Selected AERN Print Sources

Business Plans Handbooks. (Series) Detroit, MI: Gale Research, Inc.
This source is very popular simply because it details the plans of actual businesses. The plans cover the most important aspects of getting a business started, including: executive summary, marketing, background and purpose, financial data, organization and management, ownership, overall strategic direction and more.

Small Business Sourcebook. (Annual) Farmington Hills, MI: Thomson Gale.
This is a two-volume annotated guide to more than 25,650 listings of Internet and print sources of information designed to facilitate the start up, development, and growth of specific small businesses.  It also has over 27,650 similar listings on general small business topics.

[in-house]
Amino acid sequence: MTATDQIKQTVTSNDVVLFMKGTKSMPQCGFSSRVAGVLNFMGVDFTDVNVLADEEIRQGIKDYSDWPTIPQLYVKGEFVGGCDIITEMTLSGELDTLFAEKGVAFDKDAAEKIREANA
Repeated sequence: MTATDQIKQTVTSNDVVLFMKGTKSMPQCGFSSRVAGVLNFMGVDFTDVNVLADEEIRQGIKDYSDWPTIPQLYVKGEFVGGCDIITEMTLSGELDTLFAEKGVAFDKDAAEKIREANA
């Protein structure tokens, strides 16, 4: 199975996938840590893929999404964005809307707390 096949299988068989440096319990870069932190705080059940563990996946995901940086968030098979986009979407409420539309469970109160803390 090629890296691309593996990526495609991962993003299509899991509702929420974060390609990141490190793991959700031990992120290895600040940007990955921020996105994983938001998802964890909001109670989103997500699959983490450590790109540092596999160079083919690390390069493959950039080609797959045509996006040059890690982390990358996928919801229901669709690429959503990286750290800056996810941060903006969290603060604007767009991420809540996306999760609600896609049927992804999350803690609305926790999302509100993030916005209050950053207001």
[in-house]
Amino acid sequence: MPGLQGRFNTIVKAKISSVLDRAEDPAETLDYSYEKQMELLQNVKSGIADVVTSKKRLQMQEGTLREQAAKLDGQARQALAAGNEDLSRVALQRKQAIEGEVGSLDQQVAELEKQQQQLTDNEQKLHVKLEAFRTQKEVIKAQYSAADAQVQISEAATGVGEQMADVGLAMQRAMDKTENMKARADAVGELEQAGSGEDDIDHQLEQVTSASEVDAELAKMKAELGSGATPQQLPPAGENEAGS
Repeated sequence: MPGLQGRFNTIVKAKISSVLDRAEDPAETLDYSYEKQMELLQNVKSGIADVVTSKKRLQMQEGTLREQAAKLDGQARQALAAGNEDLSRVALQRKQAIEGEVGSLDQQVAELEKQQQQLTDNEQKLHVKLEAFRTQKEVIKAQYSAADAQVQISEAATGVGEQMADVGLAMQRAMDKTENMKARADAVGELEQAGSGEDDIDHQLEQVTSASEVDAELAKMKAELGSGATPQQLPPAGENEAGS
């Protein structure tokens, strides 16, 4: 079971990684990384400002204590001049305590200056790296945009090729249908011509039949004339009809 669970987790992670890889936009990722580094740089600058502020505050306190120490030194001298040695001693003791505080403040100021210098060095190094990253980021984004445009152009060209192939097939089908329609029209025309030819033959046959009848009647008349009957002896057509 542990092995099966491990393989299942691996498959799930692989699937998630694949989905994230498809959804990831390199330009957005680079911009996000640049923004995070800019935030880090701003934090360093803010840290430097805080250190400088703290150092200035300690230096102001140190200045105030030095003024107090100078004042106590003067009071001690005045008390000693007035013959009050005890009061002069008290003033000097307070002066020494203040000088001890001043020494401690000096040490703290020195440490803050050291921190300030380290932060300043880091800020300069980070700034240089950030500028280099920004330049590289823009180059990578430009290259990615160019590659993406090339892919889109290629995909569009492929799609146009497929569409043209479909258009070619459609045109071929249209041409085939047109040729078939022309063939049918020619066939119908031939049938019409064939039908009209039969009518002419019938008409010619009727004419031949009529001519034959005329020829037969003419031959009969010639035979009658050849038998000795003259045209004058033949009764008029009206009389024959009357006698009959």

101 Best Businesses to Start. New York: Broadway Books.
This source has a great introduction that details what it takes to be an entrepreneur. The introduction is candid and insightful and gives great guidance to starting a business. The businesses included range from the traditional food industry sector to such areas as ecotourism. Each profile includes a "business description, guidelines for start-up and operating costs, profit projections, working strategies and staffing needs, plus real life stories that highlight both the challenges and the rewards of starting a business-as well as secrets for success." (Cover)

National Trade and Professional Associations of the United States. Washington D.C.: Columbia Books, Inc.